As Dudamel outlines his first season, which will kick off in October with a free concert at the Hollywood Bowl, it is clear that the man remains humble in the face of a "fantastic" opportunity. But his programming plans are anything but modest, with nine commissions, several world premières, not to mention themed festivals such as "Americas and Americans," a celebration of what he calls a shared "hemispheric" sound.

"I want to bring everyone together, audiences and performers," he says, adding he wants to change some perceptions. "I would like to eliminate the divisions between a North America and a South America," he says. "There is only an American music."

Such a goal is certainly pragmatic in a city of some 5 million Hispanics, says concert pianist José García-León, who specializes in Latin American music. Dudamel's history will allow him to break down the stereotype of European classical music as an exclusive realm. "He will bring Hispanics into the music hall," says Dr. García- León. "He will allow them to see that his music is theirs as well."

Inspired by Dudamel's wide-reaching and headline-producing success, US cities such as Baltimore, Boston, and Los Angeles have initiated outreach programs modeled on Venezuela's El Sistema. In Baltimore, the one-year-old OrchKids not only teaches underprivileged youth about music, but also provides health services and academic tutoring. The one-year-old Youth Orchestra LA has taken underserved youth into a music and performance program.

"His own story is so inspiring," says Michael Steinberg, director of the Cogut Center for the Humanities at Brown University in Providence, R.I. "Beyond that, this concept of hemispheric definition of music is where music is headed, this sense of inclusiveness is something he embodies and can provide leadership for."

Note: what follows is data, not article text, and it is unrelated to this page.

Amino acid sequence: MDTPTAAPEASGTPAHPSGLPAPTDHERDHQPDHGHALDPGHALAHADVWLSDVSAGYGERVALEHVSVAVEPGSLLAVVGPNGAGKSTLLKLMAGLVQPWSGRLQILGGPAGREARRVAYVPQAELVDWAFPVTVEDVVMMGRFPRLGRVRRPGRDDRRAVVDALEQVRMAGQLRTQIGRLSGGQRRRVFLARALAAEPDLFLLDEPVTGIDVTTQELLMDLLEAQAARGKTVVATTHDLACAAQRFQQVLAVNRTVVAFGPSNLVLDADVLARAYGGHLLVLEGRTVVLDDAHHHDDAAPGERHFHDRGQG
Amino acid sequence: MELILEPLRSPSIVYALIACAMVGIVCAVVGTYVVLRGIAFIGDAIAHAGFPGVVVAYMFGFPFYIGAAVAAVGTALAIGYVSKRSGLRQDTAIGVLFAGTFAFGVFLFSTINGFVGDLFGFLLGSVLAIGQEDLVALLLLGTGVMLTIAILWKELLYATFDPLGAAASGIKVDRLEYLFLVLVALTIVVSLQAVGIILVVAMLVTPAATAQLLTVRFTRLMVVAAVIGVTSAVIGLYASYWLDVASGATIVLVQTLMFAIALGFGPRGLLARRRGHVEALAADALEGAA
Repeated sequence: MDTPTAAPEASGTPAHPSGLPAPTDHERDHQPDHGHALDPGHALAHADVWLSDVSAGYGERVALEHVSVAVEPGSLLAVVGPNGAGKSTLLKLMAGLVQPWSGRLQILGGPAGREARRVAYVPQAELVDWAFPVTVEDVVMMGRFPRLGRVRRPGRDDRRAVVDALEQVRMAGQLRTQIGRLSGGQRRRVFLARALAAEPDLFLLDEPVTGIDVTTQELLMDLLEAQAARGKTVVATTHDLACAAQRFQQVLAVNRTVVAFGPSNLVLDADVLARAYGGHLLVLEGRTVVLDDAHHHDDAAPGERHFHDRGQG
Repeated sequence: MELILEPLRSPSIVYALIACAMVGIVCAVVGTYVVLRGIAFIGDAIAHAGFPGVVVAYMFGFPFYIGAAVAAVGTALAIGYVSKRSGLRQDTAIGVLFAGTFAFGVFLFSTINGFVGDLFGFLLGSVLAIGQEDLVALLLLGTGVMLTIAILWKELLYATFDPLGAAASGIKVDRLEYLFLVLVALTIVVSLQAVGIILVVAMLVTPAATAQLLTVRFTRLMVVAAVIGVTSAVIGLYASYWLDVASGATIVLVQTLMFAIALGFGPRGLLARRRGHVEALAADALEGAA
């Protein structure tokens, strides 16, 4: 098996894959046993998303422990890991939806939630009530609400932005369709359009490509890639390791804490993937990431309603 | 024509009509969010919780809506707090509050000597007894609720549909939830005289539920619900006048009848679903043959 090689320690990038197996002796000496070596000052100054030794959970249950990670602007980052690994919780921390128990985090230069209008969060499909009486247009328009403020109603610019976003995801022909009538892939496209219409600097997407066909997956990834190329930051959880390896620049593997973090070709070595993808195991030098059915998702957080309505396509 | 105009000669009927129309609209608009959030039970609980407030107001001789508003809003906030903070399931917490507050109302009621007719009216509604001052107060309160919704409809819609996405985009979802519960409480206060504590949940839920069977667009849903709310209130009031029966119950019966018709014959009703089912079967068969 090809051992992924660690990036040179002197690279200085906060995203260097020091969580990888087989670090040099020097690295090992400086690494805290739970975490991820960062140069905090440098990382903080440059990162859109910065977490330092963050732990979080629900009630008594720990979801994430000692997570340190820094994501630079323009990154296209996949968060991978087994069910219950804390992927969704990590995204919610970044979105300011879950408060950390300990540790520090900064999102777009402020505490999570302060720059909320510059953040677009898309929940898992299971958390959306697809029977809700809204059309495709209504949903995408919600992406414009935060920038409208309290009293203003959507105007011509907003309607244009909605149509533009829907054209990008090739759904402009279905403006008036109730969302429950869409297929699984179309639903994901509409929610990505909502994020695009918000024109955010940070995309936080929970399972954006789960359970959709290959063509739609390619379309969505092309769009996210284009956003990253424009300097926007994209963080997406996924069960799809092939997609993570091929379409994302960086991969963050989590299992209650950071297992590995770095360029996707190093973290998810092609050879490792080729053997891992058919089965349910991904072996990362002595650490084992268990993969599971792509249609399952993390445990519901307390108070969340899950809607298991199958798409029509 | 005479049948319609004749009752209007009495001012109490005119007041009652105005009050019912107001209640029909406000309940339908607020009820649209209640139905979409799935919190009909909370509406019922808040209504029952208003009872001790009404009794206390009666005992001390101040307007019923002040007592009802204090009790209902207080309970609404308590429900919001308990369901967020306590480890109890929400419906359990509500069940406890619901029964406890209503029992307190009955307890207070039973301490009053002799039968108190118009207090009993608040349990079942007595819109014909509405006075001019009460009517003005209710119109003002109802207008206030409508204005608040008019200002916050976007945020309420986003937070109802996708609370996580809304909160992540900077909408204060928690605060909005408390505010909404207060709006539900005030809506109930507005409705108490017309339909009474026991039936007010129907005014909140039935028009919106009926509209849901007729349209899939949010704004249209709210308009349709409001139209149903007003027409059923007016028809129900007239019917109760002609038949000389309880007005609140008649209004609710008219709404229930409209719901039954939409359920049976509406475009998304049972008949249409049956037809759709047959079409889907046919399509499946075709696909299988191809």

"Dudamel is an important symbol for the success of that story," adds Mr. Rosen. Down the line, he says, the mantle of leadership is the next big frontier for the young conductor, both in terms of music programming and the role of the orchestra in a community. He is in the right place, he adds. The L.A. Philharmonic has a long tradition of spotting young talent, dating back to its hiring of the youthful Zubin Mehta, on up to the departing Esa-Pekka Salonen. "Los Angeles has a good track record of understanding what it takes to nourish and develop a young talent." This will be critical, suggests Maazel, who says Dudamel will have a bumpy road ahead proving his worthiness. "If he takes on too much of the grand repertoire too early, and any part of it fails, it will set back both his own career and that of the orchestra."

But "we are all very protective of our Gustavo," Maazel says, echoing a sentiment that seems to follow the young musician wherever he goes.

Audiences have been known to shout his name at a concert and other unfamiliar happenings have begun to intrude into the classical music halls in which he performs: Think youngsters tapping their toes, and musicians tossing their T-shirts to fans and spinning their stringed instruments like so many bluegrass fiddles.

"This isn't necessarily a bad thing," says Rosen. "Gustavo understands that inclusiveness means everyone, not just the traditional wealthy patrons."